“A lot of students who start computer science drop off after that intro to computer science class. Either they are intimidated by the code or all the moving parts,” said Alex Eisele ’15, who majored in computer science. “With Dr. Hall, I never got that feeling. He didn’t make it feel like it’d be a huge mountain to climb.”
Gratified by student success
Hall kept an open door policy, and he welcomed students over lunch to work through lessons. Thu Nguyen ’19 used many of those lunch sessions to independently study abstract algebra.
“I met with him two times a week to cover those materials, and he’d give me a lecture. While he was talking, he’d write notes down for me. I still have those notes today,” Nguyen said. “At times when I feel lost, I look at them and think, ‘Dr. Hall spent a lot of time and effort to help me. I can’t choose to give up now.’”
Nguyen enrolled at Hastings College as an international student from Vietnam. She said Hall’s experience teaching in another Asian country helped her feel more comfortable and confident. Outside of class, they traded tips for where to find the best Thai and Vietnamese food in Nebraska.
Now, she is on track to complete her masters in mathematics this year. She plans to follow Hall’s footsteps and teach.
“He gave me the confidence that I could achieve my goals, that I could go further in my career,” she said. “I wish there were more professors like him around the world. He would help his students to not only get the degree but to feel confident, which is something you can bring to your whole life.”
Eisele also said the lessons he learned from Hall benefited him long after he graduated from Hastings College. Whether computer science skills or simply a humbled outlook on life, Hall changed the way Eisele approached his career.
“Within math and computer science, he taught me how to focus on writing code at a higher level. Learning the bigger picture has helped me think about writing code at an even higher level now,” Eisele said. “Beyond that, he helped me realize that it’s important to be humble about your strengths and your weaknesses. I don’t think he explicitly said that, but I just understood it by watching the way he carried himself.”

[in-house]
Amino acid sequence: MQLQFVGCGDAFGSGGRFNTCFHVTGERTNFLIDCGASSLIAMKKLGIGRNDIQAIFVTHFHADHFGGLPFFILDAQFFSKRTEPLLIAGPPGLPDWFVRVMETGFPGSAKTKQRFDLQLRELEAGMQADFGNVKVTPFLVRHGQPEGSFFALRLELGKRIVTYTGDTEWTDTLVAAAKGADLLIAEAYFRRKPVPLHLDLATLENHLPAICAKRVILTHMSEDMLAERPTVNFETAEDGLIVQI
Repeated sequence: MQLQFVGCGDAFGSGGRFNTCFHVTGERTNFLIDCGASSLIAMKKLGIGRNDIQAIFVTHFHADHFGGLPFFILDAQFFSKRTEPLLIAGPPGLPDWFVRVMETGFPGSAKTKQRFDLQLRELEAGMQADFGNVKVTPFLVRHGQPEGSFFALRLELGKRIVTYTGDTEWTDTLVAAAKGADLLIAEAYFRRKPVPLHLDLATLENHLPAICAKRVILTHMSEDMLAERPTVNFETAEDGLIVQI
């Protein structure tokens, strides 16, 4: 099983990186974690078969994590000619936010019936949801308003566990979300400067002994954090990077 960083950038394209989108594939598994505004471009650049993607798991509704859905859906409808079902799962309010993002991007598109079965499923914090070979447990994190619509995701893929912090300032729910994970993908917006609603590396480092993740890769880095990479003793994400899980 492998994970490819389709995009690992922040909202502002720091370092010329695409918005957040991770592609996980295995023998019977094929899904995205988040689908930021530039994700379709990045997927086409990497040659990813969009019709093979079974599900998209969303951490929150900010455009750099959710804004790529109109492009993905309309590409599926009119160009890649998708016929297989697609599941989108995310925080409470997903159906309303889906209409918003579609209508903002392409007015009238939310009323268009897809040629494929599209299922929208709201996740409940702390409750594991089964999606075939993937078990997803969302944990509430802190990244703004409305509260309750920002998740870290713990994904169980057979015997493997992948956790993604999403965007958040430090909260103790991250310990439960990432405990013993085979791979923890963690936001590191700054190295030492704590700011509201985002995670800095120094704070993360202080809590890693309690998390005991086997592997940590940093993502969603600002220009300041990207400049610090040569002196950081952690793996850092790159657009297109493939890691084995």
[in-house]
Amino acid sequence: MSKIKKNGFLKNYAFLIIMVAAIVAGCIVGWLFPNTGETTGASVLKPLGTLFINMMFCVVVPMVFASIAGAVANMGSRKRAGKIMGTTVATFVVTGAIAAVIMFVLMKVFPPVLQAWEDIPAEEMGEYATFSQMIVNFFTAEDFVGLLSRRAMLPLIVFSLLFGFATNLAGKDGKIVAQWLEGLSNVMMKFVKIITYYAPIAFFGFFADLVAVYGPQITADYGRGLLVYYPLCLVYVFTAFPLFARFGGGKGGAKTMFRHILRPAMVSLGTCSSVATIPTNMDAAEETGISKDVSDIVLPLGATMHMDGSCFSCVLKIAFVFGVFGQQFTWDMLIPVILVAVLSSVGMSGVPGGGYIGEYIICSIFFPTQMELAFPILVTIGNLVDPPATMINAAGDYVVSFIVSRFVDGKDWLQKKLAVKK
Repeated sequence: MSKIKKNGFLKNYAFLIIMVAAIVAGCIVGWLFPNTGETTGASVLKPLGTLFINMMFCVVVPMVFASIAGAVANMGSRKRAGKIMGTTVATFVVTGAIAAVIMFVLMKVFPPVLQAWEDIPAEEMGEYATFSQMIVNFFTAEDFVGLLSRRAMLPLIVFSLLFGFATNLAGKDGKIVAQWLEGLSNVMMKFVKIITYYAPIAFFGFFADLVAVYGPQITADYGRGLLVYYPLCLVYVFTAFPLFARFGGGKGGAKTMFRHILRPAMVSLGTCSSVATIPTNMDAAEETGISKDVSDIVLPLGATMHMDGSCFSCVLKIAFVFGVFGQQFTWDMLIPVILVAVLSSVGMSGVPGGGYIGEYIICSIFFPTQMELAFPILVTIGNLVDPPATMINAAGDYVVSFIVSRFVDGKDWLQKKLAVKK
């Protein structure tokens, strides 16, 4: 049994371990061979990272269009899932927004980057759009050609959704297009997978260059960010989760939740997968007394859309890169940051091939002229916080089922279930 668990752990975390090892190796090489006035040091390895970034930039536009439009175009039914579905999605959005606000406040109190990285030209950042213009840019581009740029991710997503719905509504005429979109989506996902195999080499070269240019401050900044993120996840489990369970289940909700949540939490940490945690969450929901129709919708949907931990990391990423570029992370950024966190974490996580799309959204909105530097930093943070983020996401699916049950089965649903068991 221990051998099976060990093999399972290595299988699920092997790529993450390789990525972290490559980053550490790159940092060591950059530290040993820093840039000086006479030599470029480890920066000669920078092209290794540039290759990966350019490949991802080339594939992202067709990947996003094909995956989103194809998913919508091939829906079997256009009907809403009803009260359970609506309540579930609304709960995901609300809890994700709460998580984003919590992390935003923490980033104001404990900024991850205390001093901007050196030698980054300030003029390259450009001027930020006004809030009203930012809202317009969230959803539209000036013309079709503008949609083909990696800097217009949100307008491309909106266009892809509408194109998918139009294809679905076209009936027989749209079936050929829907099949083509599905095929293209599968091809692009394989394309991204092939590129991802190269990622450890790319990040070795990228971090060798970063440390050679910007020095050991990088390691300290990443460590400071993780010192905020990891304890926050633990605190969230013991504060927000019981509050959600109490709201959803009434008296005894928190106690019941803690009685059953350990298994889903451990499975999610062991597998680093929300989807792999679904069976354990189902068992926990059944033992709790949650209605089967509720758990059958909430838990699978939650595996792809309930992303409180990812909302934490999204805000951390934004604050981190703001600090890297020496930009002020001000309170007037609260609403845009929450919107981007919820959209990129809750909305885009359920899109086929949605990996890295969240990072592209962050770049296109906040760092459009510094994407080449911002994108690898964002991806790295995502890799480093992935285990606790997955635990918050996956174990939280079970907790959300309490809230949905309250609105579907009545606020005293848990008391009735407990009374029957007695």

Now a software developer for Goldman Sachs and member of the Hastings College Board of Trustees, Eisele said Hall’s mentorship “really gave me the fundamental foundation I needed to perform well on the job.” Eisele said he stays in touch with Hall, often grabbing lunch with his former professor when he visits his alma mater. He still remembers the little ways Hall worked to make his students feel comfortable, because he cared about them on a personal level.
“Every test day we had with him, he would bring in these green candies from Thailand. Every time I see them now, I attribute those to him,” Eisele said. “These days, we don’t talk much about school anymore. We just catch up about our lives.”
Student success stories like Eisele’s, Nguyen’s and Kloppenborg’s represent the most rewarding part of the last two decades for Hall. He said he finds a lot of gratification in watching students learn and grow.
“That really makes me feel good. It makes me feel like I’m doing something useful,” he said.
His mentorship and caring for his students did not go without recognition. In 2008 and 2014, he received the Faculty Achievement Award, which honored his demonstrated achievement in teaching and was based on nominations from students, faculty and staff.
In retirement, Hall said he and Ju plan to stay in Hastings. They’ll expand their vegetable garden, and he’ll take on projects around the house, including some small woodworking tasks. They also plan to make frequent visits to family and friends in Thailand, and hope to visit their son, Kris, in Austin, Texas, more frequently, too.
“Now that we have more flexible schedules, we can actually spend a few months every year there,” he said. “And it actually works out very, very nicely because Thailand is in the tropics, which means in the winter when it’s snowing here, it’s rather pleasant there.”
By Mallory Gruben ’18